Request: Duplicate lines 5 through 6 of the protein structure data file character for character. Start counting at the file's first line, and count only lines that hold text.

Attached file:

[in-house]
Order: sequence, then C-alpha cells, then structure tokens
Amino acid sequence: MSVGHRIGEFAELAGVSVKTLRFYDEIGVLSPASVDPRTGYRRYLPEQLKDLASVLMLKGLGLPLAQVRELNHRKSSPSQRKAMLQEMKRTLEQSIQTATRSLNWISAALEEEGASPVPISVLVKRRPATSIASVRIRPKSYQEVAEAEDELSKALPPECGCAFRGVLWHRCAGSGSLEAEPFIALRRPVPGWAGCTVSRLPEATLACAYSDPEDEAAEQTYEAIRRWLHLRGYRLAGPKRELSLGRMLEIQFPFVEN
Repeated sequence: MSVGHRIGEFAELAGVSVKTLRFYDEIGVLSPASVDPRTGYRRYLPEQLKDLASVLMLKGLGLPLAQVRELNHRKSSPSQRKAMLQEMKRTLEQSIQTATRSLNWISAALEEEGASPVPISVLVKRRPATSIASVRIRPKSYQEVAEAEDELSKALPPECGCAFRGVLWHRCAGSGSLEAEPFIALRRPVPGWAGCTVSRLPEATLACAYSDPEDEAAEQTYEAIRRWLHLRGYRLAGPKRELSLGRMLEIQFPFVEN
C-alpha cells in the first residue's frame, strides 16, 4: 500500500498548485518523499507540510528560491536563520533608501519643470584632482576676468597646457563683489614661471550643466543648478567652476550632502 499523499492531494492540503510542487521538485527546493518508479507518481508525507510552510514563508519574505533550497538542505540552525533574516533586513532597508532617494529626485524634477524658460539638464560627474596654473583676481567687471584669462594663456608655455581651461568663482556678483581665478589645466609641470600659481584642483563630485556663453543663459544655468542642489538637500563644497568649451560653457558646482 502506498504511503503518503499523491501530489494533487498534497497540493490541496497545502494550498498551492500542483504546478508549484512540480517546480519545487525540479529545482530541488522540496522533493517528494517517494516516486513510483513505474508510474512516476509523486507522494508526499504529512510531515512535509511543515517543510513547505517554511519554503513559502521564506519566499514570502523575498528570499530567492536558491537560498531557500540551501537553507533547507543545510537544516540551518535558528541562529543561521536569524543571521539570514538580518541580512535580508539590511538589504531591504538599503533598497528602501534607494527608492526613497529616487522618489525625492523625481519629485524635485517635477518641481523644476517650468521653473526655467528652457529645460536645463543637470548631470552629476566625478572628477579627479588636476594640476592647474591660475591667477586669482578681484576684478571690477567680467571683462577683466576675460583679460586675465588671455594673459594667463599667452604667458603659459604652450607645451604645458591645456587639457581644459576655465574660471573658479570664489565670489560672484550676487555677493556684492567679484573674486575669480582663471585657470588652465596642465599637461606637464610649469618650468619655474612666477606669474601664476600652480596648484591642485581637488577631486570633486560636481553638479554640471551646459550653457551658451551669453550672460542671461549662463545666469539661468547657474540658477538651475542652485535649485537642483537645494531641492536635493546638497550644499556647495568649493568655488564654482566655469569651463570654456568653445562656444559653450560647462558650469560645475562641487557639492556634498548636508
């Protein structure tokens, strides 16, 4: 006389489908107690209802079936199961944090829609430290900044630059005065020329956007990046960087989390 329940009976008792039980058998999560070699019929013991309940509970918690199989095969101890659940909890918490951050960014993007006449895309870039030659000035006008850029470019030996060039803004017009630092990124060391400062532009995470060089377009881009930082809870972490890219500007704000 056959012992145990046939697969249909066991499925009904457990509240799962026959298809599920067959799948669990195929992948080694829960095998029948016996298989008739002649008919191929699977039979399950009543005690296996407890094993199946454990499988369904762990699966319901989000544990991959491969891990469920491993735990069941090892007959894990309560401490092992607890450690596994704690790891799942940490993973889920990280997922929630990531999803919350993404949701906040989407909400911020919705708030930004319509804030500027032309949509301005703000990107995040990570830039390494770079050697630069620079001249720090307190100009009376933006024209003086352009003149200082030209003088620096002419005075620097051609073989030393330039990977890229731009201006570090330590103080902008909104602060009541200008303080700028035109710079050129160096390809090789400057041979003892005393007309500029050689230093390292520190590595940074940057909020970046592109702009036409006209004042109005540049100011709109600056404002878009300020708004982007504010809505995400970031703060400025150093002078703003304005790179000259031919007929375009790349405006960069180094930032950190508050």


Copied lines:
C-alpha cells in the first residue's frame, strides 16, 4: 500500500498548485518523499507540510528560491536563520533608501519643470584632482576676468597646457563683489614661471550643466543648478567652476550632502 499523499492531494492540503510542487521538485527546493518508479507518481508525507510552510514563508519574505533550497538542505540552525533574516533586513532597508532617494529626485524634477524658460539638464560627474596654473583676481567687471584669462594663456608655455581651461568663482556678483581665478589645466609641470600659481584642483563630485556663453543663459544655468542642489538637500563644497568649451560653457558646482 502506498504511503503518503499523491501530489494533487498534497497540493490541496497545502494550498498551492500542483504546478508549484512540480517546480519545487525540479529545482530541488522540496522533493517528494517517494516516486513510483513505474508510474512516476509523486507522494508526499504529512510531515512535509511543515517543510513547505517554511519554503513559502521564506519566499514570502523575498528570499530567492536558491537560498531557500540551501537553507533547507543545510537544516540551518535558528541562529543561521536569524543571521539570514538580518541580512535580508539590511538589504531591504538599503533598497528602501534607494527608492526613497529616487522618489525625492523625481519629485524635485517635477518641481523644476517650468521653473526655467528652457529645460536645463543637470548631470552629476566625478572628477579627479588636476594640476592647474591660475591667477586669482578681484576684478571690477567680467571683462577683466576675460583679460586675465588671455594673459594667463599667452604667458603659459604652450607645451604645458591645456587639457581644459576655465574660471573658479570664489565670489560672484550676487555677493556684492567679484573674486575669480582663471585657470588652465596642465599637461606637464610649469618650468619655474612666477606669474601664476600652480596648484591642485581637488577631486570633486560636481553638479554640471551646459550653457551658451551669453550672460542671461549662463545666469539661468547657474540658477538651475542652485535649485537642483537645494531641492536635493546638497550644499556647495568649493568655488564654482566655469569651463570654456568653445562656444559653450560647462558650469560645475562641487557639492556634498548636508
């Protein structure tokens, strides 16, 4: 006389489908107690209802079936199961944090829609430290900044630059005065020329956007990046960087989390 329940009976008792039980058998999560070699019929013991309940509970918690199989095969101890659940909890918490951050960014993007006449895309870039030659000035006008850029470019030996060039803004017009630092990124060391400062532009995470060089377009881009930082809870972490890219500007704000 056959012992145990046939697969249909066991499925009904457990509240799962026959298809599920067959799948669990195929992948080694829960095998029948016996298989008739002649008919191929699977039979399950009543005690296996407890094993199946454990499988369904762990699966319901989000544990991959491969891990469920491993735990069941090892007959894990309560401490092992607890450690596994704690790891799942940490993973889920990280997922929630990531999803919350993404949701906040989407909400911020919705708030930004319509804030500027032309949509301005703000990107995040990570830039390494770079050697630069620079001249720090307190100009009376933006024209003086352009003149200082030209003088620096002419005075620097051609073989030393330039990977890229731009201006570090330590103080902008909104602060009541200008303080700028035109710079050129160096390809090789400057041979003892005393007309500029050689230093390292520190590595940074940057909020970046592109702009036409006209004042109005540049100011709109600056404002878009300020708004982007504010809505995400970031703060400025150093002078703003304005790179000259031919007929375009790349405006960069180094930032950190508050």